Cloves

“It’s the beginning of the end,” she says.

Graduation lurks beyond, but tonight, we read our poetry, our stories aloud to a hushed audience, close and still in the dim-lit theater. As we speak, the brilliant lights obscure our vision. We can’t see the faces, but when we step down from the stage, their voices roar, their hands clap, and suddenly we’re in the midst of a youthful fervor.

Feverish in our literary success, in the applause of our peers, we fall into the car, knowing we are great. And because we are young, greatness demands celebration. The night calls to us, anyway—night is the dominion and the birthright of the young, and we believe her, wear her like a coat, sniff her perfume and become intoxicated.

It is a truth universally acknowledged: great artists smoke. So we pull into a liquor store.

“I’m not dressed to go into a liquor store,” I say, tugging at my ballooning sweats, frowning at my fur-lined, fuzzy boots. I feel like a fool. I go in anyway, and it’s crammed with dusty bottles dully gleaming. Now I know—I don’t belong.

Kate asks for a black box of cigarettes and we drive to the beach. At first, we sit, perched on a concrete ledge a few feet above the sand, close to the edge of the world.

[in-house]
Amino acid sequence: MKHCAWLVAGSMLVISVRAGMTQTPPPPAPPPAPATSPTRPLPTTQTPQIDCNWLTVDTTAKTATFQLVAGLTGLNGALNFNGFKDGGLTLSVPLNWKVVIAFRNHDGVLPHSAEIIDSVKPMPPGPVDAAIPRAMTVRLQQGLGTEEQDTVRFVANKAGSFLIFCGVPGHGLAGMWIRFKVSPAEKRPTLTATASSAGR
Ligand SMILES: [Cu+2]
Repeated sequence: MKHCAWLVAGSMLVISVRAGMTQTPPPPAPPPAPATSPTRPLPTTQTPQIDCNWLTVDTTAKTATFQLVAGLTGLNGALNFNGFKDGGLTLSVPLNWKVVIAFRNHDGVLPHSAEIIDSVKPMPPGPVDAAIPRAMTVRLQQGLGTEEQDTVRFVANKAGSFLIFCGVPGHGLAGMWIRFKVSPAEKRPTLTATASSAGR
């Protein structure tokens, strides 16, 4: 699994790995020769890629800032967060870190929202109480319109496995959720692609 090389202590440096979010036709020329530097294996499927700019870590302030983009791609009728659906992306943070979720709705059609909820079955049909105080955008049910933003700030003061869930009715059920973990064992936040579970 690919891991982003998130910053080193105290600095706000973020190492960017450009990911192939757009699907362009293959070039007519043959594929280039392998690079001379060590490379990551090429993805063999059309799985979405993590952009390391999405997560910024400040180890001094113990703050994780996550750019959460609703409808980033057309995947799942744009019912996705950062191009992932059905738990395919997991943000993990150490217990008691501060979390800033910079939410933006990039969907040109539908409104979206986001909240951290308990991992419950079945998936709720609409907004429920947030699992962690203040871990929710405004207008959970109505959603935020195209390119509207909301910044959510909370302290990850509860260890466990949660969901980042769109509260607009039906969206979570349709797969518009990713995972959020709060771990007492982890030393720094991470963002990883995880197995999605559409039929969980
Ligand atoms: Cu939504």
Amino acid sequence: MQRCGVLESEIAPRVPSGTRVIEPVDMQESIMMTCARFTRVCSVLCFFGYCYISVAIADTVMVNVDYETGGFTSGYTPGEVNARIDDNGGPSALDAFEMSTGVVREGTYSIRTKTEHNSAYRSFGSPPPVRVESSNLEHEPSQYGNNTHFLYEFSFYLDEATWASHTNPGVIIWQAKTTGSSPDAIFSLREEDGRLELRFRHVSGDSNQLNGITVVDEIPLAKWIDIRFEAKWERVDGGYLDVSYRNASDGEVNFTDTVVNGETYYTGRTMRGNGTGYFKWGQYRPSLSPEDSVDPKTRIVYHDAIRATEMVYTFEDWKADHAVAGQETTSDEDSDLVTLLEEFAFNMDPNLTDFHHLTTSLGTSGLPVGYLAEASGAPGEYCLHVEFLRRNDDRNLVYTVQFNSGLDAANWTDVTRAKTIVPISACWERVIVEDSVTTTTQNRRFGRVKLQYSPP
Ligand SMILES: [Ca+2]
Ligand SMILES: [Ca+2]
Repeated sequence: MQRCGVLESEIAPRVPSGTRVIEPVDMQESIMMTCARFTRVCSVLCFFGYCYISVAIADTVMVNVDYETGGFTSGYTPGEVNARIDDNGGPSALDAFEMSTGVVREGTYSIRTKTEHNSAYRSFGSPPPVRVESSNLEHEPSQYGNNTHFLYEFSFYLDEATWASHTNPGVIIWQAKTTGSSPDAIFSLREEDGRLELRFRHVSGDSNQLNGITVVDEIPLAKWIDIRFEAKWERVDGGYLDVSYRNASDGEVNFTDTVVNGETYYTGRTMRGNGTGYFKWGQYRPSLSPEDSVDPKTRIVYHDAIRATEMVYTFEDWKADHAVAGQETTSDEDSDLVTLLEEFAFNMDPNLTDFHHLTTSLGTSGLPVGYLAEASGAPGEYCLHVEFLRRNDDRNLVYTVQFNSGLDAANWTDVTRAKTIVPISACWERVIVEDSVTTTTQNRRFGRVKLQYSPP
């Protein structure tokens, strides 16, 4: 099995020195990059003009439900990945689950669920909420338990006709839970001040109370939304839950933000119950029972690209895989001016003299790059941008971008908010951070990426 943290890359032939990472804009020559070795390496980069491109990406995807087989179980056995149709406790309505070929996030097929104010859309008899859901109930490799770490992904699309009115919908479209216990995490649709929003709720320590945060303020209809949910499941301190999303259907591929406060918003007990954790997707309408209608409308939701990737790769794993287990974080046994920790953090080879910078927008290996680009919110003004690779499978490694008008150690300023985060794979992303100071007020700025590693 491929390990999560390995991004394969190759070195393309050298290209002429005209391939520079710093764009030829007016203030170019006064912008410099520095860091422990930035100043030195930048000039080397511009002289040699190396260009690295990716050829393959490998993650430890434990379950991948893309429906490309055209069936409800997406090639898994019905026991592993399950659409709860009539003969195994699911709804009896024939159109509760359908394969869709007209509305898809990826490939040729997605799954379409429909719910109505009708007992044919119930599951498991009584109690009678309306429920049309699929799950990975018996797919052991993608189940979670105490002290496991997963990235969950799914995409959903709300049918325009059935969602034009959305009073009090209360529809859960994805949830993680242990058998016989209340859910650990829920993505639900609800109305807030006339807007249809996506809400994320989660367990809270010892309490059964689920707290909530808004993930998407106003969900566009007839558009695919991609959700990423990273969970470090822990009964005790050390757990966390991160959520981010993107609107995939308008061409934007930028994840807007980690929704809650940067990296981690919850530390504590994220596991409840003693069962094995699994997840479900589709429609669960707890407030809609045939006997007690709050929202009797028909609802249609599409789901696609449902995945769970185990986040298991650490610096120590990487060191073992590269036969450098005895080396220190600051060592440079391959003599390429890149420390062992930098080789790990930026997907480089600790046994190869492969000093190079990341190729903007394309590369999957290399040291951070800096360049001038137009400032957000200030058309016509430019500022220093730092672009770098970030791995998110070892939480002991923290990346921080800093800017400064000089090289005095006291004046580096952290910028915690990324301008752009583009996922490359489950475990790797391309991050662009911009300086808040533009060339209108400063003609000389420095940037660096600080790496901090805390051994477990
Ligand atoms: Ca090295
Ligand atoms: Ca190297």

The oil rigs burn on the horizon, the brightest pinpricks for miles around. Since my childhood, they’ve been sentinels for me, floating along the coast, watching and protecting.

The sky is wisped in wreaths of clouds, but patches of clear starlight flash through. The bellies of the waves are burnished in silver moonlight, like sweat glistening on a heaving flank.

Sharp flickers suddenly illuminate their faces, and they suck in, puffing to light the cigarettes. Hands cupped, hair falling across their cheeks. I can see the curve of their noses and lips as they pass the lighter back and forth. The musk, herby and sweet, seeps into the air around us.

The bright tips of their cigarettes look like red crayons, and I say so. Kate smiles, pretends to draw in the air, allows her hand to fall slack against her leg.

“How is James?

“I have no fucking idea.”

She stubs her crayon-red cigarette onto the concrete, punctuates her screams with streams of smoke. Ash sifts to the sand below our feet.

Waves roll. The cigarettes are gone. We say, “Humans are complicated.” We say, “That sucks.”

“It’s the beginning of the end,” Heather said, and she’s right. We graduate in two weeks.

The water stretches on forever, but the oil rigs are there to guide us, the stars too. Maybe even each other.

“I guess you just muddle through it the best you can,” I say.


Niki is a writer and staff editor for WHILST Magazine.